An 18-year-old British man was arrested in Birmingham, England, early Monday morning on suspicion of preparing to travel to Syria to join the Islamic State group, according to police. The arrest of the teen, whose name was not publicly released, followed the Sunday interception by Turkish authorities of two British teens and a man who were also believed to have been en route to Syria, according to Scotland Yard. Those three individuals were arrested on suspicion of preparation of terrorist acts and returned to the United Kingdom.
Officers with the West Midlands Police’s Counter Terrorism Unit apprehended the 18-year-old man around 7 a.m. Monday local time, police said. Authorities said the operation to arrest the teen “was pre-planned and intelligence led. There was no immediate threat to public safety.”
There were no further details about the arrest, which occurred a day after two 17-year-old boys and a 19-year-old British man were taken into custody at a central London police station. The boys were reported missing Friday and were believed to have been traveling to Syria, according to Scotland Yard.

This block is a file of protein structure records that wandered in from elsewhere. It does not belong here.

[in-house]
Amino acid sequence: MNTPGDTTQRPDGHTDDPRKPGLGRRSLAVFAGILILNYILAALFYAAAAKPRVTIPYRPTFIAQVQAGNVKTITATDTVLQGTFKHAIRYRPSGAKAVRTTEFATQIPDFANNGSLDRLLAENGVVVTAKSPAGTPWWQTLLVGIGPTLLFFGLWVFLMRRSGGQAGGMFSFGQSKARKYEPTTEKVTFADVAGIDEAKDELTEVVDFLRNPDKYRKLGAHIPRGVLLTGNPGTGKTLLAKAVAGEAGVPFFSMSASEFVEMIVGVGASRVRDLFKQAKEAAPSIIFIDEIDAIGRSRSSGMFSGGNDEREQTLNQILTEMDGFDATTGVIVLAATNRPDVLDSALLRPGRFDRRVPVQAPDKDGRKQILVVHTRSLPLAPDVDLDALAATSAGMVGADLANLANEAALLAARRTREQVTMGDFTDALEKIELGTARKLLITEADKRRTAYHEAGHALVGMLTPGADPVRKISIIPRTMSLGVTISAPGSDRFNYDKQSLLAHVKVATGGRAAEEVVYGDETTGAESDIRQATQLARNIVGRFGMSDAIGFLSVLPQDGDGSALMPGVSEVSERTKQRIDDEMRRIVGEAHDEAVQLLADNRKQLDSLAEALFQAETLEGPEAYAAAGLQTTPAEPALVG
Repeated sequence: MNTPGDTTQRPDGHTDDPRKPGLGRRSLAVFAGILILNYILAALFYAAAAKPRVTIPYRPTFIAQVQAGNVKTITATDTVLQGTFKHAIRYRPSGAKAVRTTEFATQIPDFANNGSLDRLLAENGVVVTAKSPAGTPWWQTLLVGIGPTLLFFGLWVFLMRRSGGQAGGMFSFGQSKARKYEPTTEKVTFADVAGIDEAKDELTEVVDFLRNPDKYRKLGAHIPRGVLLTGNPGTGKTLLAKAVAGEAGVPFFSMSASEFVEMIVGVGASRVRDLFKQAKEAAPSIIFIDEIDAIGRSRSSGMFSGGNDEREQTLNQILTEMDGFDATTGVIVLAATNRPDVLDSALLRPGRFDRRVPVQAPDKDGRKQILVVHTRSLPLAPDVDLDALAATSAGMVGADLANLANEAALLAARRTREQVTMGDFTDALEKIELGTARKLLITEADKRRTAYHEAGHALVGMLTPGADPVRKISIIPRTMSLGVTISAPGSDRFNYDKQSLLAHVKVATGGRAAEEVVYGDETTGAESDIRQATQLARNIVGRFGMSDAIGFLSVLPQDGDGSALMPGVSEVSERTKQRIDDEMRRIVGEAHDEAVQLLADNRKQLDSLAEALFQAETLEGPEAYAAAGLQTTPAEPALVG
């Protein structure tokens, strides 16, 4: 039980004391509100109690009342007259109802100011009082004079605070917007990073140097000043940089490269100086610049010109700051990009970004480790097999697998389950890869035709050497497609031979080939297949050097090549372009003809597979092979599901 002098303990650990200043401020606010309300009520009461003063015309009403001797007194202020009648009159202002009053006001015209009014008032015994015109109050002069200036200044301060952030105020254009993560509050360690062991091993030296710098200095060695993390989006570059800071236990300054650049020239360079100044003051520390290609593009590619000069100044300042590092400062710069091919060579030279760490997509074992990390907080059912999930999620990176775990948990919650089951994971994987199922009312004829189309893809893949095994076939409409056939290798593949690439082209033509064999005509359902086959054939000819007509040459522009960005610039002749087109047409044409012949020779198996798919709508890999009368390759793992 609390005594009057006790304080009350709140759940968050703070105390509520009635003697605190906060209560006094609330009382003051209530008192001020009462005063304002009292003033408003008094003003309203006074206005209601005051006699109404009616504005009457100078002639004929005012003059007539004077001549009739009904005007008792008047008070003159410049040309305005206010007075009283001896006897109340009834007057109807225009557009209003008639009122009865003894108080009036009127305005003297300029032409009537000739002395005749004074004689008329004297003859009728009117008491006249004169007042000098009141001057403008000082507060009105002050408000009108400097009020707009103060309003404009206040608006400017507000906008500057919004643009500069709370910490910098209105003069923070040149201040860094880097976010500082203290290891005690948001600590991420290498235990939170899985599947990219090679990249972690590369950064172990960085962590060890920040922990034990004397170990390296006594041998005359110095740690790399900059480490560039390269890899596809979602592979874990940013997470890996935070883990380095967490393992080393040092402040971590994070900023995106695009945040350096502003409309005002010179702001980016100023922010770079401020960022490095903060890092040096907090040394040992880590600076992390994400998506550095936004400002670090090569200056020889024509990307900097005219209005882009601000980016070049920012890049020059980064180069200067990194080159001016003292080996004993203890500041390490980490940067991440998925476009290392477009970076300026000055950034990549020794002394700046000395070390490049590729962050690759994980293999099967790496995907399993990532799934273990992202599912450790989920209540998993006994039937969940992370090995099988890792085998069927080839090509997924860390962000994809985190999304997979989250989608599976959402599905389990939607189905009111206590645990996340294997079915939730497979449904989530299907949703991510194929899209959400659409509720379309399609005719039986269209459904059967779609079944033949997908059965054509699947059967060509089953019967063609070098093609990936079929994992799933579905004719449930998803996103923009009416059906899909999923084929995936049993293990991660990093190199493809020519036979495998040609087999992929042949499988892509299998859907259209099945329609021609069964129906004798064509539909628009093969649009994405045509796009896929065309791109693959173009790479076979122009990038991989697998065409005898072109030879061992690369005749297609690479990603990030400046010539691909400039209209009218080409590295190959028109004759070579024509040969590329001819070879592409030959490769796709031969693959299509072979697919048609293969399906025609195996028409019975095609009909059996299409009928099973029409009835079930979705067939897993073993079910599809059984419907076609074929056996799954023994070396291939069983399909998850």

The three individuals were intercepted by Turkish authorities, preventing them from heading on to Syria, police said. They were returned to the United Kingdom on Saturday and arrested on suspicion of preparation of terrorist acts.
The U.K. has the second highest amount of foreign fighters in Iraq and Syria among western European nations, according to figures from the International Center for the Study of Radicalization and Political Violence. The British government confirmed that 600 British citizens have traveled to Iraq and Syria to fight for militant groups, while intelligence services estimate that there may be as many as 2,000 Britons in those countries, according to the ICSR.
The case of three teen girls from the U.K. who fled to Syria via Turkey gained worldwide attention last month. Shamima Begum and Amira Abase, both 15, and 16-year-old Kadiza Sultana joined the Islamic State group in February, the BBC reported. They are believed to be in Raqqa, the base of operations for the Islamic State, also known as ISIS or ISIL.